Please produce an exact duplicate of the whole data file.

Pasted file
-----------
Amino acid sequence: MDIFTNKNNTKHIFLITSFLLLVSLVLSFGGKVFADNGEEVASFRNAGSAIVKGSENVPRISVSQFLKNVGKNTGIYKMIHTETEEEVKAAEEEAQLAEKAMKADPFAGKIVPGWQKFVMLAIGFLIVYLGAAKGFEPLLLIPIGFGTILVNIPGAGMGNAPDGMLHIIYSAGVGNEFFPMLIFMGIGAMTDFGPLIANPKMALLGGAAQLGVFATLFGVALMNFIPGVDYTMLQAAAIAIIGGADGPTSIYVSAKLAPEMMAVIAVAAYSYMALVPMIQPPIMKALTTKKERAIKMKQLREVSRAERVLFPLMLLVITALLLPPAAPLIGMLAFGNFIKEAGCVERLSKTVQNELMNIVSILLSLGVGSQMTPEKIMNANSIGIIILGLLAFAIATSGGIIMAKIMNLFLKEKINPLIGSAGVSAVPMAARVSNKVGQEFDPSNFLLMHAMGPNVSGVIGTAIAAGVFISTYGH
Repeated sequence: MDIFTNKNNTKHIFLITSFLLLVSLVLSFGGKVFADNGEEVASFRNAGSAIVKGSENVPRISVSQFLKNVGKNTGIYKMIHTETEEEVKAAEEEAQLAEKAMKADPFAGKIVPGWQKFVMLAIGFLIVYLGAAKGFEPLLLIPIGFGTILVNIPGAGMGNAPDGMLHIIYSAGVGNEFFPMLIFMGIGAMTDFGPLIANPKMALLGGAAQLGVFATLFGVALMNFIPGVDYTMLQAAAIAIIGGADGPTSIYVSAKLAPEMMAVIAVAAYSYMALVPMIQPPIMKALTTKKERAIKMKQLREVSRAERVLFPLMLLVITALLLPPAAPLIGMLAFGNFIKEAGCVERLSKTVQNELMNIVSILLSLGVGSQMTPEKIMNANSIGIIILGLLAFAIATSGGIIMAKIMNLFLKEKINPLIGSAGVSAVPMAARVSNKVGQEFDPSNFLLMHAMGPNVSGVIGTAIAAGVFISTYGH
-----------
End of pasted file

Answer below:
Amino acid sequence: MDIFTNKNNTKHIFLITSFLLLVSLVLSFGGKVFADNGEEVASFRNAGSAIVKGSENVPRISVSQFLKNVGKNTGIYKMIHTETEEEVKAAEEEAQLAEKAMKADPFAGKIVPGWQKFVMLAIGFLIVYLGAAKGFEPLLLIPIGFGTILVNIPGAGMGNAPDGMLHIIYSAGVGNEFFPMLIFMGIGAMTDFGPLIANPKMALLGGAAQLGVFATLFGVALMNFIPGVDYTMLQAAAIAIIGGADGPTSIYVSAKLAPEMMAVIAVAAYSYMALVPMIQPPIMKALTTKKERAIKMKQLREVSRAERVLFPLMLLVITALLLPPAAPLIGMLAFGNFIKEAGCVERLSKTVQNELMNIVSILLSLGVGSQMTPEKIMNANSIGIIILGLLAFAIATSGGIIMAKIMNLFLKEKINPLIGSAGVSAVPMAARVSNKVGQEFDPSNFLLMHAMGPNVSGVIGTAIAAGVFISTYGH
Repeated sequence: MDIFTNKNNTKHIFLITSFLLLVSLVLSFGGKVFADNGEEVASFRNAGSAIVKGSENVPRISVSQFLKNVGKNTGIYKMIHTETEEEVKAAEEEAQLAEKAMKADPFAGKIVPGWQKFVMLAIGFLIVYLGAAKGFEPLLLIPIGFGTILVNIPGAGMGNAPDGMLHIIYSAGVGNEFFPMLIFMGIGAMTDFGPLIANPKMALLGGAAQLGVFATLFGVALMNFIPGVDYTMLQAAAIAIIGGADGPTSIYVSAKLAPEMMAVIAVAAYSYMALVPMIQPPIMKALTTKKERAIKMKQLREVSRAERVLFPLMLLVITALLLPPAAPLIGMLAFGNFIKEAGCVERLSKTVQNELMNIVSILLSLGVGSQMTPEKIMNANSIGIIILGLLAFAIATSGGIIMAKIMNLFLKEKINPLIGSAGVSAVPMAARVSNKVGQEFDPSNFLLMHAMGPNVSGVIGTAIAAGVFISTYGH